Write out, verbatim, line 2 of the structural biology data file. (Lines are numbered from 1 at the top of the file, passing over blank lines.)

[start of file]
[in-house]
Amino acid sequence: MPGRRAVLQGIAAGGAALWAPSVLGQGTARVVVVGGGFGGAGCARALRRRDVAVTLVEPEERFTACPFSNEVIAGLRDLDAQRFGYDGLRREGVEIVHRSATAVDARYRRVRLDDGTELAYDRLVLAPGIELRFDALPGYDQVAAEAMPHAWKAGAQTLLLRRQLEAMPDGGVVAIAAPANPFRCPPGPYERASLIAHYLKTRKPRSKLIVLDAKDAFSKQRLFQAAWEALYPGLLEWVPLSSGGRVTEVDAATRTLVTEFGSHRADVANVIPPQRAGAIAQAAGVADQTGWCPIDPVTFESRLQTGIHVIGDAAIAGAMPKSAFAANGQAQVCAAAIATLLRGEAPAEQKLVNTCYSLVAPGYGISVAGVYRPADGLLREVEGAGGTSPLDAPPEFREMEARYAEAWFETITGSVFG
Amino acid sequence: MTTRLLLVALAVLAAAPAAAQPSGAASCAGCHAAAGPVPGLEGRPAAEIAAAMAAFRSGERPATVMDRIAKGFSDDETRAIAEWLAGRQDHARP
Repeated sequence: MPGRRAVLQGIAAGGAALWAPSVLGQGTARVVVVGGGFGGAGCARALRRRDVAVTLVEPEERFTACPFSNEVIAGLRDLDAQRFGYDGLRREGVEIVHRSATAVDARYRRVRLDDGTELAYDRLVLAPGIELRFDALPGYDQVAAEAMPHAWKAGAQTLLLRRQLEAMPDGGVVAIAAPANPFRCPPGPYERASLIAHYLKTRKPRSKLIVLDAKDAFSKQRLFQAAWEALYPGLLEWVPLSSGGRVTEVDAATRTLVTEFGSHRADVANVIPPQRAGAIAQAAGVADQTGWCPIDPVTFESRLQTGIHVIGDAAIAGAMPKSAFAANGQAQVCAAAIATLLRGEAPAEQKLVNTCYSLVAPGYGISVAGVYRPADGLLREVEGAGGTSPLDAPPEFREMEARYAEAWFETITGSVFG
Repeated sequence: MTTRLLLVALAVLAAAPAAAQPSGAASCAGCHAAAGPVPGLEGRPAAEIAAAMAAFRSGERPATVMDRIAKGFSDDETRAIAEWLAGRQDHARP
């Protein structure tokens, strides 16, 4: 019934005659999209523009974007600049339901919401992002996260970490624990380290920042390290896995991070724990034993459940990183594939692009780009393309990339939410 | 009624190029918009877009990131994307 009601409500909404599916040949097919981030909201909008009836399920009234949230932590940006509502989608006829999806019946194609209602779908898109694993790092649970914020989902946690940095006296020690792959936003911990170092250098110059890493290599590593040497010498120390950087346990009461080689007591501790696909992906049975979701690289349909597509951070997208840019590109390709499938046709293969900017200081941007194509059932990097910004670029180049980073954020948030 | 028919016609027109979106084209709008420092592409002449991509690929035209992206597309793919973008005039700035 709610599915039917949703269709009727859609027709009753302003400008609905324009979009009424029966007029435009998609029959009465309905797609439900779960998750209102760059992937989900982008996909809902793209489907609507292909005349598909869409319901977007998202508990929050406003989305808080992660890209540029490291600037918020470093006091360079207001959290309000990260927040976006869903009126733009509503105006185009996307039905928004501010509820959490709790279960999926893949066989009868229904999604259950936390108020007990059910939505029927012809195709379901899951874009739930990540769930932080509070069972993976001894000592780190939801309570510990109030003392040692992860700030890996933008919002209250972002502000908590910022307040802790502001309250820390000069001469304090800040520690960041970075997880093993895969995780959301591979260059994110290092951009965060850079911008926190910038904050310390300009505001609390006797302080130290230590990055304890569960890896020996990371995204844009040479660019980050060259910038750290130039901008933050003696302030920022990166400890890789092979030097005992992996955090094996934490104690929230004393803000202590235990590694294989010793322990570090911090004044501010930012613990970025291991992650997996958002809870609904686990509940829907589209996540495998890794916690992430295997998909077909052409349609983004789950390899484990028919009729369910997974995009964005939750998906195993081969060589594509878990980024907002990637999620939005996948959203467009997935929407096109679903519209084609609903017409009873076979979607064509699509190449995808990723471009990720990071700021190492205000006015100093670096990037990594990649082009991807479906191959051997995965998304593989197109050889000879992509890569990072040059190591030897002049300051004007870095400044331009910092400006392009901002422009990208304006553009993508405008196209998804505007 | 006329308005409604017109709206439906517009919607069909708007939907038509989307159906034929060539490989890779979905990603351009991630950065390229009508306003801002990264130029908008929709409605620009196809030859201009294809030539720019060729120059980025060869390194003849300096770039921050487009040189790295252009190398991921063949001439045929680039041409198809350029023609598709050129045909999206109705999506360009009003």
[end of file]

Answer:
Amino acid sequence: MPGRRAVLQGIAAGGAALWAPSVLGQGTARVVVVGGGFGGAGCARALRRRDVAVTLVEPEERFTACPFSNEVIAGLRDLDAQRFGYDGLRREGVEIVHRSATAVDARYRRVRLDDGTELAYDRLVLAPGIELRFDALPGYDQVAAEAMPHAWKAGAQTLLLRRQLEAMPDGGVVAIAAPANPFRCPPGPYERASLIAHYLKTRKPRSKLIVLDAKDAFSKQRLFQAAWEALYPGLLEWVPLSSGGRVTEVDAATRTLVTEFGSHRADVANVIPPQRAGAIAQAAGVADQTGWCPIDPVTFESRLQTGIHVIGDAAIAGAMPKSAFAANGQAQVCAAAIATLLRGEAPAEQKLVNTCYSLVAPGYGISVAGVYRPADGLLREVEGAGGTSPLDAPPEFREMEARYAEAWFETITGSVFG